Nature sermonizes in an editorial (Save the people, too; paid subscription required) about the role of conservation biologists in Burma, renamed Myanmar by the military criminals that rule the country. The editorial discusses a report published in the same pages and written by a journalist who talked with the biologists. According to Nature, biologists "must pay attention to the needs of local human, as well as animal, populations."
"[S]ome statements [by conservation biologists] do give cause for concern. Attempts to justify engaging with a government guilty of atrocities by arguing that other regimes are just as bad are not compelling. The suggestion that Burmese exiles have exaggerated the abuses in Myanmar is discomforting […]."
Nature finds the suggestion (perceived by Nature; I am not sure anyone mentioned in the report makes such suggestion) "discomforting" but is not interested in whether it might be true.
"We should also heed the lessons of history. Today it is widely accepted that effective conservation requires the involvement of local people, and should bring them tangible benefits. But the annals of conservation are littered with instances of people being seen as obstacles that must be removed to make way for parks and reserves."
Nowhere in the report could I find statements by the biologists bearing on this matter. But anyway, of course people are sometimes obstacles for conservation. If I want to preserve a wild population of tigers in a forest I cannot build a suburb inside the forest. What is wrong with this idea? It would be wrong if I forced the rightful owners or dwellers out of their forest. I must reach a peaceful (in other words, commercial) agreement with them. The fact that a voluntary agreement is good for all parties does not change the fact that those people were initially an obstacle to my wish of preserving the tiger population, just as valley dwellers are an obstacle to building a dam. In this example the only "involvement" of local dwellers would be to abide by the contracts. In other instances conservationists and local people may agree on the long-term, active involvement of the latter, but by no means is this a universal requirement.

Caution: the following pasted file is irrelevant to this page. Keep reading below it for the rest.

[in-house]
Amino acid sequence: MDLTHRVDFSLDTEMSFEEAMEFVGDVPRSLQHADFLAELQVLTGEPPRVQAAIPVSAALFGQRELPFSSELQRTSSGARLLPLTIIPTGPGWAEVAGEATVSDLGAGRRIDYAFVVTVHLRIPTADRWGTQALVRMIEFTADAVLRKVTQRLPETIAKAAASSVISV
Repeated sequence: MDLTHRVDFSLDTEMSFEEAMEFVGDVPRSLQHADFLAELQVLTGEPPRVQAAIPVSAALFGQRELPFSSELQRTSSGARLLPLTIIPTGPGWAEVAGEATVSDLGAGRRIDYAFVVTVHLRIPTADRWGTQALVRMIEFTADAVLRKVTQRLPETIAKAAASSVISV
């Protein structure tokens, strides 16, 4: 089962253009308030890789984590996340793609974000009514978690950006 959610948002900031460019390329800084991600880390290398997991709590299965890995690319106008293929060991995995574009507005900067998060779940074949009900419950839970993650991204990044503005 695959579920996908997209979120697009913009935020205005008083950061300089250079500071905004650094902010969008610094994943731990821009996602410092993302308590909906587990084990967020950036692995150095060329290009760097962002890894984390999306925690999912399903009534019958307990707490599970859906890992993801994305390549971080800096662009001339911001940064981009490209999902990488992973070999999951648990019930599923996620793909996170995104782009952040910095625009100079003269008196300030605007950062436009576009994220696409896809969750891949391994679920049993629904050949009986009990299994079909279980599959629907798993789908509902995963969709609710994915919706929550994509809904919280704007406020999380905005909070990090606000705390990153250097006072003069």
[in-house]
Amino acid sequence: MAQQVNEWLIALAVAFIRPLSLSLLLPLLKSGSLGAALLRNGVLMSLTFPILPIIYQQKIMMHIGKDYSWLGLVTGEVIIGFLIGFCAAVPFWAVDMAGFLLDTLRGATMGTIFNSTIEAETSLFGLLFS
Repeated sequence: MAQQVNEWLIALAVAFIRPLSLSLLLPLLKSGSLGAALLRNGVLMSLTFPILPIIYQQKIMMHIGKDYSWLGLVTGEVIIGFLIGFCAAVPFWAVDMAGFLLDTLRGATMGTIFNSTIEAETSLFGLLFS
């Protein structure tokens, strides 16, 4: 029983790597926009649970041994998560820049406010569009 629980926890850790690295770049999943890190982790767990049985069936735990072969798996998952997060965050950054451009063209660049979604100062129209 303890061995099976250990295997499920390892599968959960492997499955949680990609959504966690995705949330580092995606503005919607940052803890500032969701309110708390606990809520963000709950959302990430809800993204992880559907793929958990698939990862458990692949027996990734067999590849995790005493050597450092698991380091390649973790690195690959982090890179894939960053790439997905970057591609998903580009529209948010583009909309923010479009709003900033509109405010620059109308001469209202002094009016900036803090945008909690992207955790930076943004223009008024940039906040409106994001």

"Given this legacy, conservation biologists have a responsibility to ensure that their efforts do not conflict with local peoples' rights, or lend legitimacy to regimes that have dismal human-rights records. This doesn't mean that they shouldn't work at all in countries such as Myanmar. But they should set out for their field sites with their eyes wide open, having researched the humanitarian issues and engaged with parties who may not share their view that conserving biodiversity is the overwhelming priority for the region in question. That will build more confidence that saving the rhino doesn't require unacceptable compromises on human rights."
Adhering to cardboard ethics easily results in inconsistencies. Right after the above editorial is another editorial about the work of conservation biologists in the International Whaling Commission, which includes such luminaries of liberal democracy as China, Côte d'Ivoire and Morocco:
"And despite its grouching, Japan wants to be seen as a good international citizen; it is unlikely to pack up its marbles and go home. It will remain at the table [of the IWC], infuriating its opponents at times but basically conforming with an imperfect international process. Conservation biologists should do likewise, cajoling more friendly nations to sign on and grimly adhering to the only path that can, in its convoluted way, save the whales."